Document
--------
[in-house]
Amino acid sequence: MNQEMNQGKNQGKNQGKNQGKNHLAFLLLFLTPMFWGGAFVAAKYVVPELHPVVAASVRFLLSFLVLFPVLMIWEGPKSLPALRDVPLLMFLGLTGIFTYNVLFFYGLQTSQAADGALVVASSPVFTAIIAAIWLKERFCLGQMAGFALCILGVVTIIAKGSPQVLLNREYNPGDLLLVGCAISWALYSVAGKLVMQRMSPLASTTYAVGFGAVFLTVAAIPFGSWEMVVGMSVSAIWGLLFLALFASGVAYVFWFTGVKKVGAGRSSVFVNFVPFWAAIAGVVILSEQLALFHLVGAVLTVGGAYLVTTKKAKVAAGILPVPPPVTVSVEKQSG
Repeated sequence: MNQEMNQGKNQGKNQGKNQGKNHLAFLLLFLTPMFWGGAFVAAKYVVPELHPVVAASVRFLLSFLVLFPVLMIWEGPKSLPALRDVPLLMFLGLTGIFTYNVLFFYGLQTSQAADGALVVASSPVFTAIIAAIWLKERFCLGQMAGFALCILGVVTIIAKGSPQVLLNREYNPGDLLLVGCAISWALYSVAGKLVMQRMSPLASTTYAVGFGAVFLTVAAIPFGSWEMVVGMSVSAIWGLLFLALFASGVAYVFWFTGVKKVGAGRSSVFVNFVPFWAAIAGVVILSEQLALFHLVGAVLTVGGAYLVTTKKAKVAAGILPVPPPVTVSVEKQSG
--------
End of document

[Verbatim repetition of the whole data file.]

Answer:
[in-house]
Amino acid sequence: MNQEMNQGKNQGKNQGKNQGKNHLAFLLLFLTPMFWGGAFVAAKYVVPELHPVVAASVRFLLSFLVLFPVLMIWEGPKSLPALRDVPLLMFLGLTGIFTYNVLFFYGLQTSQAADGALVVASSPVFTAIIAAIWLKERFCLGQMAGFALCILGVVTIIAKGSPQVLLNREYNPGDLLLVGCAISWALYSVAGKLVMQRMSPLASTTYAVGFGAVFLTVAAIPFGSWEMVVGMSVSAIWGLLFLALFASGVAYVFWFTGVKKVGAGRSSVFVNFVPFWAAIAGVVILSEQLALFHLVGAVLTVGGAYLVTTKKAKVAAGILPVPPPVTVSVEKQSG
Repeated sequence: MNQEMNQGKNQGKNQGKNQGKNHLAFLLLFLTPMFWGGAFVAAKYVVPELHPVVAASVRFLLSFLVLFPVLMIWEGPKSLPALRDVPLLMFLGLTGIFTYNVLFFYGLQTSQAADGALVVASSPVFTAIIAAIWLKERFCLGQMAGFALCILGVVTIIAKGSPQVLLNREYNPGDLLLVGCAISWALYSVAGKLVMQRMSPLASTTYAVGFGAVFLTVAAIPFGSWEMVVGMSVSAIWGLLFLALFASGVAYVFWFTGVKKVGAGRSSVFVNFVPFWAAIAGVVILSEQLALFHLVGAVLTVGGAYLVTTKKAKVAAGILPVPPPVTVSVEKQSG